From their blog:
"We have become convinced that this decision was a mistake. We apologize for this and for any concern this has caused for readers of the ESV, and we want to explain what we now believe to be the way forward. Our desire, above all, is to do what is right before the Lord."The announcement will be welcome to many observers. The decision was met with equal parts appreciation and skepticism, most of the controversy centering on the translation of Genesis 3:16. Conservative scholars saw the translation of this verse as influenced more by gender politics than sound scholarship. A more mainline scholarly critique was that the decision to freeze the text at all would eventually diminish the usefulness of the ESV as an academic translation. Indeed, the decision would have encapsulated the ESV from developments in Biblical Theology, and textual history.
Crossway was in a no-win situation when the announcement was made in August. Having succeeded in creating a text that was adopted for both religious observance and academic use, Crossway could neither freeze translation decisions that appeared too aligned with contemporary systematics nor make the ESV immune to future revision. To their credit, Crossway has thus far been able to balance both tasks with the ESV.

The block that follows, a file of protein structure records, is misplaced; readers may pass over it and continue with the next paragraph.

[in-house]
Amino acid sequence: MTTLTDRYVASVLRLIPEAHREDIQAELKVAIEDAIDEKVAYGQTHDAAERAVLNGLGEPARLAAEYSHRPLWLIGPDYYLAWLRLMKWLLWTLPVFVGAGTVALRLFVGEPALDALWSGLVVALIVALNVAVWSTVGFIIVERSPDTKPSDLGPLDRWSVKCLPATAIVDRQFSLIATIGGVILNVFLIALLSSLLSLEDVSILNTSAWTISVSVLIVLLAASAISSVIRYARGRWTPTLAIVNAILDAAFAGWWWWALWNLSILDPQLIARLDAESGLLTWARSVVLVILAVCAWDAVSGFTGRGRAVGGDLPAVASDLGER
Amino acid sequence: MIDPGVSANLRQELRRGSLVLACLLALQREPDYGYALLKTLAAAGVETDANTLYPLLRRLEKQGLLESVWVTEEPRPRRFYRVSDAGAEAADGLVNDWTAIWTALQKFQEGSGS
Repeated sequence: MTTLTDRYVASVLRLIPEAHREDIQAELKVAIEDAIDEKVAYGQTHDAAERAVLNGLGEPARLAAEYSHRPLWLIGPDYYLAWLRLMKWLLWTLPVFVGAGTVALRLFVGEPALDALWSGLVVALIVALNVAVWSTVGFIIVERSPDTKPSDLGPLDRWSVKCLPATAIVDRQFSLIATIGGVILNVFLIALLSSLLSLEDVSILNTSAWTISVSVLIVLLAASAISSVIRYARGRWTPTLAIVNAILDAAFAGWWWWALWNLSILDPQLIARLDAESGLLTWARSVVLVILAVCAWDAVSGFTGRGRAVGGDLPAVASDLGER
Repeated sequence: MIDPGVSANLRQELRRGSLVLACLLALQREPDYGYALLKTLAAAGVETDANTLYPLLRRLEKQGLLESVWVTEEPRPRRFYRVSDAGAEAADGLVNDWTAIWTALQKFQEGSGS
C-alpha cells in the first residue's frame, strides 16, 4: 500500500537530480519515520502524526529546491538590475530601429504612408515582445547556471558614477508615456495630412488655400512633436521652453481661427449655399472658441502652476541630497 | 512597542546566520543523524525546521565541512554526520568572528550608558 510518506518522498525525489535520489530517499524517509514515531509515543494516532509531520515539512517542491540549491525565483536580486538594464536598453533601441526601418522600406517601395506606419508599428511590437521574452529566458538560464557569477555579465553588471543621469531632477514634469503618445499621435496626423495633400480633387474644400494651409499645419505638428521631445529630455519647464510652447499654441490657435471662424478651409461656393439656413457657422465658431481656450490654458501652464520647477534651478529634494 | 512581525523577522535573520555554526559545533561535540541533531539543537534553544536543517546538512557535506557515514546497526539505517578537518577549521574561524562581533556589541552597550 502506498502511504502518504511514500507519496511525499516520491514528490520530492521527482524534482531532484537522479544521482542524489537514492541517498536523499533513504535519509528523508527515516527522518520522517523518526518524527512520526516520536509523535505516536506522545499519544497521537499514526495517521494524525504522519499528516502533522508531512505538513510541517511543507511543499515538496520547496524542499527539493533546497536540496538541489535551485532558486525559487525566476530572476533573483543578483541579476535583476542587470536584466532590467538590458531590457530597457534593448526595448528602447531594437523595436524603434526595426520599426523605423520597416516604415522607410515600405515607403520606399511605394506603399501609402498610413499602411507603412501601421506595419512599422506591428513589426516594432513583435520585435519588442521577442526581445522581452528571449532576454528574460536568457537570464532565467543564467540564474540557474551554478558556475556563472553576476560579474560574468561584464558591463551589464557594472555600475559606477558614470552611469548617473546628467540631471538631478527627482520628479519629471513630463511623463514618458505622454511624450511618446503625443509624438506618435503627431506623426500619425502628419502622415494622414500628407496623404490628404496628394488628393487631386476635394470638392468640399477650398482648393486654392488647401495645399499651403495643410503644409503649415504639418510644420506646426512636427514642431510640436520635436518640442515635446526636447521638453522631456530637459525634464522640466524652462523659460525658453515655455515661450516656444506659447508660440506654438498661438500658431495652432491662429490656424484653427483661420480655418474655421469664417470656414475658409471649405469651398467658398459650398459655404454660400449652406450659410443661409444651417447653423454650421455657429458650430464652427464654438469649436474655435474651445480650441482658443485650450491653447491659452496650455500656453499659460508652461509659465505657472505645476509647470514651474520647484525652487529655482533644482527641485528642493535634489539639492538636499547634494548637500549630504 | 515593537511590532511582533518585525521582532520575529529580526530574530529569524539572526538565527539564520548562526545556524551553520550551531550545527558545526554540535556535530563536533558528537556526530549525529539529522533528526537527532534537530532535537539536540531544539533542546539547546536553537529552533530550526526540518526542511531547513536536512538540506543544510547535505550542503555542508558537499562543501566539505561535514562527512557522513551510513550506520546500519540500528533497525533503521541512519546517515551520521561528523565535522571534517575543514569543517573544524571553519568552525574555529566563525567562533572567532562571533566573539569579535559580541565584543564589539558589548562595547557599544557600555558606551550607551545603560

In all likelihood, the combination of scholarly critique and devotional critique probably influenced the decision.
It remains to be seen how the 2016 text will be received. We should know in a few more months as it slowly begins to displace the 2011 text. I suspect the next development involves Crossway deciding to keep both the 2011 text and the 2016 text in print.